The number of people resident in Australia increased 388,100 in 2017 to June, a rise of 1.6% on 2015/16. That was far above the global increase of 1.1%, and well ahead of the United States’ gain of 0.7% and Canada’s 0.9%.
Canada and Australia seem like they will each sustain around 1% of their population. This means increasing to 350,000 people when the population increases to 35 million and then 450,000 when population increases to 45 million.
Successfully following this policy would put Canada and Australia with populations over 100 million by 2100. Both seem to be able to sustain solid economic growth and top-level per capita income.
Sustained over 100 years of high levels of immigration was the formula used by the USA to reach its population levels. The US also had higher natural population increases, but a lot more immigration was a significant factor over most of the history of the USA.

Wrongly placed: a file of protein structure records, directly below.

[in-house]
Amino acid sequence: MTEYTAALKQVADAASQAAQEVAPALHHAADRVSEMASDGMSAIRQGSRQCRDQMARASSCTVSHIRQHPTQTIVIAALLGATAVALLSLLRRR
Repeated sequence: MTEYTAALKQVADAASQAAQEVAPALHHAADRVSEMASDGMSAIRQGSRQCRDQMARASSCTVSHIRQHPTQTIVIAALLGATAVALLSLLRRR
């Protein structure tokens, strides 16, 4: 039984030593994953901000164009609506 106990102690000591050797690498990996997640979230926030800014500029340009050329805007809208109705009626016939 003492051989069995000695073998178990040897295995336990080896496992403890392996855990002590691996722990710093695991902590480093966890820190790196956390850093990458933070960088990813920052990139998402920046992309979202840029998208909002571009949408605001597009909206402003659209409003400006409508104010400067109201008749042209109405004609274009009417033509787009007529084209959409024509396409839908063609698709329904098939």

Japan and Germany’s population are shrinking and Indonesia and other emerging economies could see sustained economic growth failing.
Canada and Australia could have the fourth and fifth largest economies in the world in 2100 behind only China, India and the USA.
Canada and Australia have the land mass and resources to support advanced economies with 200 to 500 million people.
If the US were to increase immigration to 1% of existing population that would mean increasing immigration to about 3.4 million people. If 1% immigration levels were sustained for the USA, that would mean having a population around 1 billion in 2100 instead of about 500 million.